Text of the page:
Labor leaders honor fallen workers after a year of devastation due to COVID
The ceremonial ringing of a bell concluded the reading of 119 names during a virtual memorial Wednesday — names of people who left for work one day and never came home.
Each year, the state Department of Labor & Industries pays tribute to the workers who died on the job. L&I resumed its Worker Memorial Day tradition despite the pandemic, which forced the closure of the event in 2020.
But last year was unlike any other since the tradition started more than two decades ago. The pandemic brought new risks to frontline and essential workers and contributed significantly to work-related deaths. Of the 119 deaths on the job last year, two dozen of them resulted from workers contracting COVID-19 while working in hospitals, long-term care facilities and other workplaces. That amounts to about 20 percent of the workplace deaths in 2020.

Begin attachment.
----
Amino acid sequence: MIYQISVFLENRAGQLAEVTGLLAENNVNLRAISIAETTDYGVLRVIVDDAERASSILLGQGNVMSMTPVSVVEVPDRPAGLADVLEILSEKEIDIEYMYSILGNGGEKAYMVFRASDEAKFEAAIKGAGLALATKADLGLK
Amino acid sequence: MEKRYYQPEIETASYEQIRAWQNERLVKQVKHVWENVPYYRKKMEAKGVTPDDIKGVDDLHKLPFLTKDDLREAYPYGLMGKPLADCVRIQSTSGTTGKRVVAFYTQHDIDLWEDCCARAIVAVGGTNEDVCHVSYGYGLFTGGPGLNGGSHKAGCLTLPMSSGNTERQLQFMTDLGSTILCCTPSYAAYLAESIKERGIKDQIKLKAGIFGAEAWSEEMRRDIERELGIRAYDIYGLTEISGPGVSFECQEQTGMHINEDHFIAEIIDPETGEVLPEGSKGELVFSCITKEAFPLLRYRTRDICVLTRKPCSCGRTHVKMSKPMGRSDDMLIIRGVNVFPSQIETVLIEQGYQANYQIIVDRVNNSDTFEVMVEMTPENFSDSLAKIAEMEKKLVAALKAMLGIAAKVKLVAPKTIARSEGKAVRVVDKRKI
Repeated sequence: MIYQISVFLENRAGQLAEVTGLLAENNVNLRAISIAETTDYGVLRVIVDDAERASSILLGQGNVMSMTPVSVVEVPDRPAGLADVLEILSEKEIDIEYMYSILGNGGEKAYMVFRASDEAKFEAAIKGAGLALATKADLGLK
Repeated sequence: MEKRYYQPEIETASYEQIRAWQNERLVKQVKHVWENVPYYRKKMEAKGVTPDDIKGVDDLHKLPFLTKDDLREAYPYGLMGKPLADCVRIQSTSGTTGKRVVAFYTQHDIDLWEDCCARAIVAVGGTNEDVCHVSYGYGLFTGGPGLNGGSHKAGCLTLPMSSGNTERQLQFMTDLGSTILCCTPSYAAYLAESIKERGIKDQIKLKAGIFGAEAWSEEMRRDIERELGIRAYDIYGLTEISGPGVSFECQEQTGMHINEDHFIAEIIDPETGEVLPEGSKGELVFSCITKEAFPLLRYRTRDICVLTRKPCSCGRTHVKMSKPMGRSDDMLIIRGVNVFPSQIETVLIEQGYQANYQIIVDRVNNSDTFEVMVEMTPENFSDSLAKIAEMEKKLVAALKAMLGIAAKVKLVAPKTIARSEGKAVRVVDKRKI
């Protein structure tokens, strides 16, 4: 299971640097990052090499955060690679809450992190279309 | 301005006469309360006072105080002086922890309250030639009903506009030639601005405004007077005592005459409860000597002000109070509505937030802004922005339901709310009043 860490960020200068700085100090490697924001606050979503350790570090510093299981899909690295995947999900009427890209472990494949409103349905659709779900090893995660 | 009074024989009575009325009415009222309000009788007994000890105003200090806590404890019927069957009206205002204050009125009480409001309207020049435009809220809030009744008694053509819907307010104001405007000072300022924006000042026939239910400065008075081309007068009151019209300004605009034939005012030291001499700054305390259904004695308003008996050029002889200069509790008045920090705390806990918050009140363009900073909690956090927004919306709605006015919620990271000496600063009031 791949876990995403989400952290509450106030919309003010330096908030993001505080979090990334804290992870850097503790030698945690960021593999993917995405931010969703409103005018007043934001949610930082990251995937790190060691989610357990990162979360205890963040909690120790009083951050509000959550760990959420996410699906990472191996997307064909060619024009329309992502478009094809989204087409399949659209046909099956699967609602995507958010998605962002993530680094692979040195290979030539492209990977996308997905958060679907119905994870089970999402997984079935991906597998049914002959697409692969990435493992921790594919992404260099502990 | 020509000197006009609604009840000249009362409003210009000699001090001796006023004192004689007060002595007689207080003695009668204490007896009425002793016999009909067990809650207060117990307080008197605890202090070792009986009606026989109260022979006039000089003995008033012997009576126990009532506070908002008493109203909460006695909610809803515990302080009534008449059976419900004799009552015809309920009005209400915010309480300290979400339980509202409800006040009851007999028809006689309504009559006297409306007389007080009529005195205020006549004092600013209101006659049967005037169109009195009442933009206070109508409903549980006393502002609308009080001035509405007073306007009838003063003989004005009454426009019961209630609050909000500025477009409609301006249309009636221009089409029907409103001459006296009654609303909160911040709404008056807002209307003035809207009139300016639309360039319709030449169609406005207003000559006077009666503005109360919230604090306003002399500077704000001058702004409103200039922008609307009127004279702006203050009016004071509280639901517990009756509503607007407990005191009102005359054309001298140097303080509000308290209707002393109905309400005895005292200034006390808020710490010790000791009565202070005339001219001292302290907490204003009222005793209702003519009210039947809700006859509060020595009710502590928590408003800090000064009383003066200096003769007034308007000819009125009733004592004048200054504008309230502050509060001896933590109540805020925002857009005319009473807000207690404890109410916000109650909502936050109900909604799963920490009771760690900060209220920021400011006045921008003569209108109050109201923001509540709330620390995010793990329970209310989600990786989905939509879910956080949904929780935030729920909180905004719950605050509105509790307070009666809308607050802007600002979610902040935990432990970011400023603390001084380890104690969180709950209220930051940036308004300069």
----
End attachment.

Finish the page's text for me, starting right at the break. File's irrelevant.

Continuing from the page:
“COVID-19 has taken so much from us,” L&I director Joel Sacks said during Wednesday’s event.
But he stressed how important it was to gather, even from afar, to remember the lives lost.
The people honored during the memorial were young and old, with ages ranging from 20 to 98.
The most dangerous jobs last year were construction and agriculture, which claimed 22 and 21 lives, respectively. Leading causes of workplace deaths were falls, being struck or injured by machinery, and motor-vehicle accidents.
There was a slight drop in workplace homicides and suicides as well as a drop in vehicle accidents.
Gov. Jay Inslee and representatives from various labor groups spoke during the ceremony.
“These people cannot be considered statistics. They matter,” Inslee said. “They went to work to provide for their family or fulfill their passion.”
Tina Meyer, who also spoke during the ceremony, said flagging on a construction site wasn’t necessarily her son Cody’s passion. But he woke up every day and put on his neon work uniform with a positive attitude.
Her son was killed on the job by a distracted driver in December 2015. She offered words of advice for families who were present to honor their loved ones.
“I ask that you try to find a way to work through your pain. Because holding onto it is just pain,” Meyer said. “Channel it into something positive. That’s what Cody would have wanted.”